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WRITTEN REVIEW: Lost Soul: The Doomed Journey of Richard Stanley's Island of Dr. Moreau

The 1996 adaptation of The Island of Dr. Moreau is regarded as one of the biggest cinematic disasters of all time and like any doomed production, has a making-of story that is far more interesting than the film itself. The documentary Lost Soul: The Doomed Journey of Richard Stanley's Island of Dr. Moreau tackles the troubles and heartbreak of this fascinating cluster-fuck.

It all begins with Richard Stanley, an ambitious young director who after breaking into the scene with some successful indie genre films like Hardware and Dust Devil, approaches New Line with his dream project of adapting the H.G. Wells novel. New Line offers him a deal but almost instantly the producers seem to want to cut him out of the project. Stanley fights for his vision but due to the combination of a director's inexperience, an actor's egotism and just a string of bad luck, the project is stopped after just four days of shooting and Stanley is fired. I feel bad for saying this, but this documentary really starts to pick up after Stanley is taken off the project. This is the point where the making of this film goes from bad to surreal.

A new director is hired and he immediately starts re-writing the script. Then Val Kilmer begins creating friction with the director and the other actors due to his poor attitude and on-set bullying. Then, most bizarrely of all, star Marlon Brando begins making increasingly insane demands. He comes to the set wearing white make-up on his face (insisting that all outside scenes be done like this), begins demanding that he get different types of hats to wear (even at one point wearing an ice bucket on his head) and he convinces the director that Nelson de la Rosa, the world's smallest man who had been cast in a supporting role be with him in every scene. Also, in typical Brando fashion, he hadn't even bothered to learn his lines.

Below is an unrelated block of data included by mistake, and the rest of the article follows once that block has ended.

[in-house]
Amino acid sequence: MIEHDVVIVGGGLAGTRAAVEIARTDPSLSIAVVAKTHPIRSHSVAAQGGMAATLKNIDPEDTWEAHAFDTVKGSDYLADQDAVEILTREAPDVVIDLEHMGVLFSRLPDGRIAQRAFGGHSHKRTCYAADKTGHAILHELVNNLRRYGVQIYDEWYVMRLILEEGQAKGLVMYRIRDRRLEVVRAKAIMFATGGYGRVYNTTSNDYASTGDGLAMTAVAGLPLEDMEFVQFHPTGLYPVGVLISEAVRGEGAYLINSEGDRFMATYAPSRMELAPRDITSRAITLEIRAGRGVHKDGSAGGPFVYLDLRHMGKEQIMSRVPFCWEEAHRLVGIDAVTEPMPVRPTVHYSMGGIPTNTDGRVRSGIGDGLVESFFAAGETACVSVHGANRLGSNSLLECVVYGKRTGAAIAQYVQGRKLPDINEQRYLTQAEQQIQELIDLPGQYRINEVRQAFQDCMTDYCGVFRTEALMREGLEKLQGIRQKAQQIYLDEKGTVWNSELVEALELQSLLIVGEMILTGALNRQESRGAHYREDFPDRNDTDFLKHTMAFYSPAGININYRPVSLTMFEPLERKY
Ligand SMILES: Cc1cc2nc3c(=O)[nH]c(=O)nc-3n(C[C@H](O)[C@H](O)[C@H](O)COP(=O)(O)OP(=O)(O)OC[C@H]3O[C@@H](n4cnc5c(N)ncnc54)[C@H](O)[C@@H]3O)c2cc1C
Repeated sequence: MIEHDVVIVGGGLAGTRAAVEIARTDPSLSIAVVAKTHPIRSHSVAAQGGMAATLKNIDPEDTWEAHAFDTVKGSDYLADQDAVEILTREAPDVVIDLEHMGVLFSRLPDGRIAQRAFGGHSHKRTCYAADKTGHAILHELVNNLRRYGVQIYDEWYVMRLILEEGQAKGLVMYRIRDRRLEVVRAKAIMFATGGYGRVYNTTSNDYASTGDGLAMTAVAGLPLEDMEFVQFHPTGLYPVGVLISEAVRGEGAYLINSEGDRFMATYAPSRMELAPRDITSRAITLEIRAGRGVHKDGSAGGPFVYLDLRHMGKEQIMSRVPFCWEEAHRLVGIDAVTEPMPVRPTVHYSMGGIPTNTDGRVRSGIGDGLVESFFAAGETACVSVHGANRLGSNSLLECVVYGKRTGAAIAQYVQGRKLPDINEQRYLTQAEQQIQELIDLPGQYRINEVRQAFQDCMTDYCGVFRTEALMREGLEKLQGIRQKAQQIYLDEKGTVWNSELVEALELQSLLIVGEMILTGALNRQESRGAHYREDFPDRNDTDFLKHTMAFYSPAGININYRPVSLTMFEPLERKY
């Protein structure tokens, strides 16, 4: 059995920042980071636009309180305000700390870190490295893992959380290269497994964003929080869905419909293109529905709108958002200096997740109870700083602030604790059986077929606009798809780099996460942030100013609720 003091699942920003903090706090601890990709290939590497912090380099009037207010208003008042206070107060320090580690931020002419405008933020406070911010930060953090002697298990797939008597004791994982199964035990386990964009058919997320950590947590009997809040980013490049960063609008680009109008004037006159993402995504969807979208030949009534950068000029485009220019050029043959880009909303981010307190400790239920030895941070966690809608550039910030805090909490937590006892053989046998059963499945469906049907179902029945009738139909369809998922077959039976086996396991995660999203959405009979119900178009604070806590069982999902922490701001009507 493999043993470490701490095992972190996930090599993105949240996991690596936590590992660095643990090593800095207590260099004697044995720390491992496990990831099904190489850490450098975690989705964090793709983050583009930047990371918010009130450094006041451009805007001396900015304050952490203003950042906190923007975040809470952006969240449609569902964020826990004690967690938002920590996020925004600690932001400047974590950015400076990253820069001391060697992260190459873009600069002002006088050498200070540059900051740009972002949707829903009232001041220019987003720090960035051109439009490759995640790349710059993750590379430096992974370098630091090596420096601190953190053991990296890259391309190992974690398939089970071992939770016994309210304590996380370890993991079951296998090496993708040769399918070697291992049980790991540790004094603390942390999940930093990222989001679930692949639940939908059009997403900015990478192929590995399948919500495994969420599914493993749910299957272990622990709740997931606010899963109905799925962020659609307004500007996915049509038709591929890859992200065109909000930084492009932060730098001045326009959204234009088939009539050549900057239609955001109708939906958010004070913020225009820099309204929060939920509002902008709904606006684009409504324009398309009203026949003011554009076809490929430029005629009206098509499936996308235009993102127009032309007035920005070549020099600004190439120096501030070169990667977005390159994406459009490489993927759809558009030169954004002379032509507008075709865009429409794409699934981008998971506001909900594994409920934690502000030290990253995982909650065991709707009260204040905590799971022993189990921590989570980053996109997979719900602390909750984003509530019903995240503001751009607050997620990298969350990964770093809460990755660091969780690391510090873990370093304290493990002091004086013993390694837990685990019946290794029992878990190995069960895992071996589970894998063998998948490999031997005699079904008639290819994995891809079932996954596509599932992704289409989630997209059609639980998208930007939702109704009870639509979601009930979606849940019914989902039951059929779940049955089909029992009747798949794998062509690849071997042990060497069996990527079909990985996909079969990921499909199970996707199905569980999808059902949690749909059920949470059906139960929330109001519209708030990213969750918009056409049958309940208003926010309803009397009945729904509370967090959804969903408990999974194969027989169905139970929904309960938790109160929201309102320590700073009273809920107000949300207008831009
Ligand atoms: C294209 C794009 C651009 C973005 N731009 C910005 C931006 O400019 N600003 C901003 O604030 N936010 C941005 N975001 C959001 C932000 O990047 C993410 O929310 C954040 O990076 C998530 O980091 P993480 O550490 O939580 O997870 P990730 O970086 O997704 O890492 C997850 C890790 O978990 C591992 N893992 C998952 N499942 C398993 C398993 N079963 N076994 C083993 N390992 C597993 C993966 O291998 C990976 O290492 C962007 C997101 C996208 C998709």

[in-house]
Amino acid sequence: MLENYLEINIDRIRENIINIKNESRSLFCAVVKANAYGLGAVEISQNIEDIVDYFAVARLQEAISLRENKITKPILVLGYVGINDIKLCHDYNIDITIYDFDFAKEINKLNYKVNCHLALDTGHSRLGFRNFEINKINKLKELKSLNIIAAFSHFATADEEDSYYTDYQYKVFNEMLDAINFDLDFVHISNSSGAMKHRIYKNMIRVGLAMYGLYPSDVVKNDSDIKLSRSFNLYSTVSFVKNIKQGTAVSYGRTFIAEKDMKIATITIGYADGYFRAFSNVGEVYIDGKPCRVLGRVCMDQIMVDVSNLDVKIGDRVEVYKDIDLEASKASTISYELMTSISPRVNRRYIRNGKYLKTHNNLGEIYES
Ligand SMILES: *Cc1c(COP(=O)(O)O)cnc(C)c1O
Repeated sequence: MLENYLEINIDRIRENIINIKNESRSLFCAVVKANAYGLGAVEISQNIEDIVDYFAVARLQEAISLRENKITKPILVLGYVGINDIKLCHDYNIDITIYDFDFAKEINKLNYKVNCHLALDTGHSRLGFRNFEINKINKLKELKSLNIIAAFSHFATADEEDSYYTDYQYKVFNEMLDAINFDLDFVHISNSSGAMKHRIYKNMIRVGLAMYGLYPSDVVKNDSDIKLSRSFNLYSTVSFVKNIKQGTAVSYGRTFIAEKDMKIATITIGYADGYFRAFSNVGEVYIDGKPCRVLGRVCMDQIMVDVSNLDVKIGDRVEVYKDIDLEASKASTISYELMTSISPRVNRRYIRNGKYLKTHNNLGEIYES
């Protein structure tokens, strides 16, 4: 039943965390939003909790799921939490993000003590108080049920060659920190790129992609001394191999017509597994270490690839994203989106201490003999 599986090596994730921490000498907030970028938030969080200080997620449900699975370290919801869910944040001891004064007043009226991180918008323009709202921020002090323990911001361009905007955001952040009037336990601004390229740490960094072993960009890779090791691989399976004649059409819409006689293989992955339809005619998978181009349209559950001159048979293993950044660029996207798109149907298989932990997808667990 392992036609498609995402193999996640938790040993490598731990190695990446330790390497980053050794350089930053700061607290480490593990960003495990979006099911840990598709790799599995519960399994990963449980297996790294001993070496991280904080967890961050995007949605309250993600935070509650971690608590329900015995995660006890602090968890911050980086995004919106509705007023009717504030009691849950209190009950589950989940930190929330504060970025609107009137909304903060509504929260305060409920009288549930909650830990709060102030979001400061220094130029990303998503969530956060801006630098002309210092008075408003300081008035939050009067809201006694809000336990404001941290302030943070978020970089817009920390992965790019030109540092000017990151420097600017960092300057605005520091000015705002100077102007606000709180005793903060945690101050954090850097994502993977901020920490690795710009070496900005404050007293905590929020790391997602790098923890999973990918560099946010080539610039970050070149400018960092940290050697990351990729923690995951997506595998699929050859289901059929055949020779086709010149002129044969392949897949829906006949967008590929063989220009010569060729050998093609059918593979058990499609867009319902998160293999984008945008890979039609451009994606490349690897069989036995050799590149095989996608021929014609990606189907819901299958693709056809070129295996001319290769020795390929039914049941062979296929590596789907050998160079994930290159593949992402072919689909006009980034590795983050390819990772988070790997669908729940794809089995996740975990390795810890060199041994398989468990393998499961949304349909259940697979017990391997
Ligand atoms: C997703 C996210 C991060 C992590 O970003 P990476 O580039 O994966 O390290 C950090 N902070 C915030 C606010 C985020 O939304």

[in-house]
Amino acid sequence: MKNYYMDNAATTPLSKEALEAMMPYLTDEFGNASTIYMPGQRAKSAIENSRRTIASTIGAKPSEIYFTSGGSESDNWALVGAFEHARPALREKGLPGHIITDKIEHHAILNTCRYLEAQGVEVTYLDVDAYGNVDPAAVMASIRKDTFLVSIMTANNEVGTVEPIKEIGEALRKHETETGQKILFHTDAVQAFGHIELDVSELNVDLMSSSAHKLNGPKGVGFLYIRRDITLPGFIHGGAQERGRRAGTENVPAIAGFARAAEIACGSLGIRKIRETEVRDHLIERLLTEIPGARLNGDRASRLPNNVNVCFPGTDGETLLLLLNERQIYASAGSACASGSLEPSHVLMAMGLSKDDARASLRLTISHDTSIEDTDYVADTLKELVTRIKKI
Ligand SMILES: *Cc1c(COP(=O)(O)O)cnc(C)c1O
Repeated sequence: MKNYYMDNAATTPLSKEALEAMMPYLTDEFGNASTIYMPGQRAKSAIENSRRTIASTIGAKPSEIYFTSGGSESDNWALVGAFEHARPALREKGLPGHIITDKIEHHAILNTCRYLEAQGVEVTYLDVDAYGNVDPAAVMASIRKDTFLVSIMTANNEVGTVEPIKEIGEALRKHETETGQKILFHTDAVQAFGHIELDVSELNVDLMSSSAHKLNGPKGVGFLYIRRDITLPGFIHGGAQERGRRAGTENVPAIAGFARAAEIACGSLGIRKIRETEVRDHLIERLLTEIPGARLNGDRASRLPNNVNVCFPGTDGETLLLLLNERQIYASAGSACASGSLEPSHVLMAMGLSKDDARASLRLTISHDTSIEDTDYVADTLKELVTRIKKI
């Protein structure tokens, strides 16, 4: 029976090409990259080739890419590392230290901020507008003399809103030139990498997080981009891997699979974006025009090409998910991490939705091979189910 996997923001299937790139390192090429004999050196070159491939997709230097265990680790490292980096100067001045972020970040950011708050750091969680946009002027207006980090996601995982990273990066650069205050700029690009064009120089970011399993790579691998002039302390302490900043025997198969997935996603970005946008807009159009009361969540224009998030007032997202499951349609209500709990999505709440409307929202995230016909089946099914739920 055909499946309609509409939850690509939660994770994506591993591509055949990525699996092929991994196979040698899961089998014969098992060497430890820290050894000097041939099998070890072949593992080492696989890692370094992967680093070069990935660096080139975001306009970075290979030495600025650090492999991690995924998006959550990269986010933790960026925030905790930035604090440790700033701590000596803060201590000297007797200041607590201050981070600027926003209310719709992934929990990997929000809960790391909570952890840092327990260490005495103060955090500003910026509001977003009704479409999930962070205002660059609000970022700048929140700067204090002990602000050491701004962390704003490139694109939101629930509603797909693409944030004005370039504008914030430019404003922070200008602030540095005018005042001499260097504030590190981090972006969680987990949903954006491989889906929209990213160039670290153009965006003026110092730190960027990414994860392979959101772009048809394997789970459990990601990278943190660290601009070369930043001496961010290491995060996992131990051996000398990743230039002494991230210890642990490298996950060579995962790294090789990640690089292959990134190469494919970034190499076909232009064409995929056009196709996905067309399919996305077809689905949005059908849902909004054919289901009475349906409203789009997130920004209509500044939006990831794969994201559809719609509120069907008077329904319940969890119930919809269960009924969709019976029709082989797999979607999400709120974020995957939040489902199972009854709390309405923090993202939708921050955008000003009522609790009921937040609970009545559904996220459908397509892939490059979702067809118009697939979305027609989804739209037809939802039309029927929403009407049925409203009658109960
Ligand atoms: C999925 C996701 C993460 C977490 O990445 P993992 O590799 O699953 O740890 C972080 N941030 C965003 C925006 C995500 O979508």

Just when it seems like things couldn't get any crazier, the film hits us with another surprise at the end. During filming, some effects people learned that Richard Stanley had never taken his flight back to England and had been living in the jungle near the movie set. These crew members then make him up as one of the beast men so he can basically observe the set and watch his dream project die right before his eyes.

Lost Soul is an interesting film, but the really interesting stuff doesn't come until the very end with the on-set insanity. Before that it's just a typical story of an ambitious director being railroaded by a studio. However, it's also a unique glimpse into the movie industry and how much time and hard work goes into a project that sometimes ends up dismissed and quickly forgotten. Even if it's a doomed journey half the time, everyone behind the scenes puts their best efforts into it and that makes the journey an interesting on at least.


★ ★ ★